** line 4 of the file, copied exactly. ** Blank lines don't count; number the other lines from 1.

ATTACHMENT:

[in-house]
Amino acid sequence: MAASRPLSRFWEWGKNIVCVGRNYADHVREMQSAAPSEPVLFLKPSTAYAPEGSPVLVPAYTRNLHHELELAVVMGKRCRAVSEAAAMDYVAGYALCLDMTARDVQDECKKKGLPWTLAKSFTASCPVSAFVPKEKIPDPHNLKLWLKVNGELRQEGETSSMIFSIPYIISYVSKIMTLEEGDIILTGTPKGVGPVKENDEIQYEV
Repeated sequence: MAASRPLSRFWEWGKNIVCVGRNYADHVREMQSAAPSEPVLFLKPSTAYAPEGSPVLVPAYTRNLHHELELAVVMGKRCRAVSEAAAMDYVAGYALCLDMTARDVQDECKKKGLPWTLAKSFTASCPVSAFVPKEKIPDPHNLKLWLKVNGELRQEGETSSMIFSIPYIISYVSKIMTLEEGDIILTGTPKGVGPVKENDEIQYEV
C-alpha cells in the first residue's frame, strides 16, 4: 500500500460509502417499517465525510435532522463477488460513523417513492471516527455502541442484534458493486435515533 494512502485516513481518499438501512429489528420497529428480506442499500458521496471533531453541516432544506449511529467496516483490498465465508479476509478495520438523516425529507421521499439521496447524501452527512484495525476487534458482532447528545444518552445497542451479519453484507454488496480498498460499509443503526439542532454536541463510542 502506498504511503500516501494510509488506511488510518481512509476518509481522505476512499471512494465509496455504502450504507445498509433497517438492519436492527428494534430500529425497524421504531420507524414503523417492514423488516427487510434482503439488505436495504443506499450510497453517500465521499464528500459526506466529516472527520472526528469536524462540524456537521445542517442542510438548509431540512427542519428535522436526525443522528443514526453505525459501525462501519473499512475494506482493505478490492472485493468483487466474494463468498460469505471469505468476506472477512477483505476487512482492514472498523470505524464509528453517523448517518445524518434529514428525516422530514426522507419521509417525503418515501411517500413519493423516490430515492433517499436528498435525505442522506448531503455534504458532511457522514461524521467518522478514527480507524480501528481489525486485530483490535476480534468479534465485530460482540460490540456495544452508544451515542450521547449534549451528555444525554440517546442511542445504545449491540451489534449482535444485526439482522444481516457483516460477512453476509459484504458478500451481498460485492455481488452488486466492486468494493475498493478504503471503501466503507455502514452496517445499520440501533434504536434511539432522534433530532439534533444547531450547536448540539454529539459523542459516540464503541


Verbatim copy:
C-alpha cells in the first residue's frame, strides 16, 4: 500500500460509502417499517465525510435532522463477488460513523417513492471516527455502541442484534458493486435515533 494512502485516513481518499438501512429489528420497529428480506442499500458521496471533531453541516432544506449511529467496516483490498465465508479476509478495520438523516425529507421521499439521496447524501452527512484495525476487534458482532447528545444518552445497542451479519453484507454488496480498498460499509443503526439542532454536541463510542 502506498504511503500516501494510509488506511488510518481512509476518509481522505476512499471512494465509496455504502450504507445498509433497517438492519436492527428494534430500529425497524421504531420507524414503523417492514423488516427487510434482503439488505436495504443506499450510497453517500465521499464528500459526506466529516472527520472526528469536524462540524456537521445542517442542510438548509431540512427542519428535522436526525443522528443514526453505525459501525462501519473499512475494506482493505478490492472485493468483487466474494463468498460469505471469505468476506472477512477483505476487512482492514472498523470505524464509528453517523448517518445524518434529514428525516422530514426522507419521509417525503418515501411517500413519493423516490430515492433517499436528498435525505442522506448531503455534504458532511457522514461524521467518522478514527480507524480501528481489525486485530483490535476480534468479534465485530460482540460490540456495544452508544451515542450521547449534549451528555444525554440517546442511542445504545449491540451489534449482535444485526439482522444481516457483516460477512453476509459484504458478500451481498460485492455481488452488486466492486468494493475498493478504503471503501466503507455502514452496517445499520440501533434504536434511539432522534433530532439534533444547531450547536448540539454529539459523542459516540464503541